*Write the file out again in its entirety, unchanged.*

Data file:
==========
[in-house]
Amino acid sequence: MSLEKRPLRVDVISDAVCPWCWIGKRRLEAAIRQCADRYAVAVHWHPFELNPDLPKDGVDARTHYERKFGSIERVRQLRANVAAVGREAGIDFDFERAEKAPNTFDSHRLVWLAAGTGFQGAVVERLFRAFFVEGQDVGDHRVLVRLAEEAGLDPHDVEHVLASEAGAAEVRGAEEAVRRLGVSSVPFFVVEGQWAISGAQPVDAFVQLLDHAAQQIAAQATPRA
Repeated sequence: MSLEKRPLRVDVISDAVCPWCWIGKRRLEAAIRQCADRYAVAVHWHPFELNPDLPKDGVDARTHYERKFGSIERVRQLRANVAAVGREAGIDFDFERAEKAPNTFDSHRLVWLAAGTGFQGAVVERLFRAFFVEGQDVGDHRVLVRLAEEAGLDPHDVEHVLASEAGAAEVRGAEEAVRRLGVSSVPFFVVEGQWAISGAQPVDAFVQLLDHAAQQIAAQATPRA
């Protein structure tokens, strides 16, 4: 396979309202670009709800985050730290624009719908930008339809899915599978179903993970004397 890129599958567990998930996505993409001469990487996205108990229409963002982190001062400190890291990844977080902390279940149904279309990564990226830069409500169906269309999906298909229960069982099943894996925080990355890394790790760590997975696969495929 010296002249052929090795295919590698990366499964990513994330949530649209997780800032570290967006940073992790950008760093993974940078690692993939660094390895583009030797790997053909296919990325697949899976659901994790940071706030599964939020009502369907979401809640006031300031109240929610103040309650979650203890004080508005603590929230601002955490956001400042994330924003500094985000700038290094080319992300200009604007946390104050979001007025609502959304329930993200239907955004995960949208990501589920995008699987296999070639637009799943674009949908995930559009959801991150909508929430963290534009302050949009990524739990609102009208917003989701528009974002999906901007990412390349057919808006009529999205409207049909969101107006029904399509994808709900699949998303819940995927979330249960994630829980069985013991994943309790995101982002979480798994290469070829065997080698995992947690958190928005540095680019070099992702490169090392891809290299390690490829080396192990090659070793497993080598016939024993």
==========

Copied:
[in-house]
Amino acid sequence: MSLEKRPLRVDVISDAVCPWCWIGKRRLEAAIRQCADRYAVAVHWHPFELNPDLPKDGVDARTHYERKFGSIERVRQLRANVAAVGREAGIDFDFERAEKAPNTFDSHRLVWLAAGTGFQGAVVERLFRAFFVEGQDVGDHRVLVRLAEEAGLDPHDVEHVLASEAGAAEVRGAEEAVRRLGVSSVPFFVVEGQWAISGAQPVDAFVQLLDHAAQQIAAQATPRA
Repeated sequence: MSLEKRPLRVDVISDAVCPWCWIGKRRLEAAIRQCADRYAVAVHWHPFELNPDLPKDGVDARTHYERKFGSIERVRQLRANVAAVGREAGIDFDFERAEKAPNTFDSHRLVWLAAGTGFQGAVVERLFRAFFVEGQDVGDHRVLVRLAEEAGLDPHDVEHVLASEAGAAEVRGAEEAVRRLGVSSVPFFVVEGQWAISGAQPVDAFVQLLDHAAQQIAAQATPRA
């Protein structure tokens, strides 16, 4: 396979309202670009709800985050730290624009719908930008339809899915599978179903993970004397 890129599958567990998930996505993409001469990487996205108990229409963002982190001062400190890291990844977080902390279940149904279309990564990226830069409500169906269309999906298909229960069982099943894996925080990355890394790790760590997975696969495929 010296002249052929090795295919590698990366499964990513994330949530649209997780800032570290967006940073992790950008760093993974940078690692993939660094390895583009030797790997053909296919990325697949899976659901994790940071706030599964939020009502369907979401809640006031300031109240929610103040309650979650203890004080508005603590929230601002955490956001400042994330924003500094985000700038290094080319992300200009604007946390104050979001007025609502959304329930993200239907955004995960949208990501589920995008699987296999070639637009799943674009949908995930559009959801991150909508929430963290534009302050949009990524739990609102009208917003989701528009974002999906901007990412390349057919808006009529999205409207049909969101107006029904399509994808709900699949998303819940995927979330249960994630829980069985013991994943309790995101982002979480798994290469070829065997080698995992947690958190928005540095680019070099992702490169090392891809290299390690490829080396192990090659070793497993080598016939024993």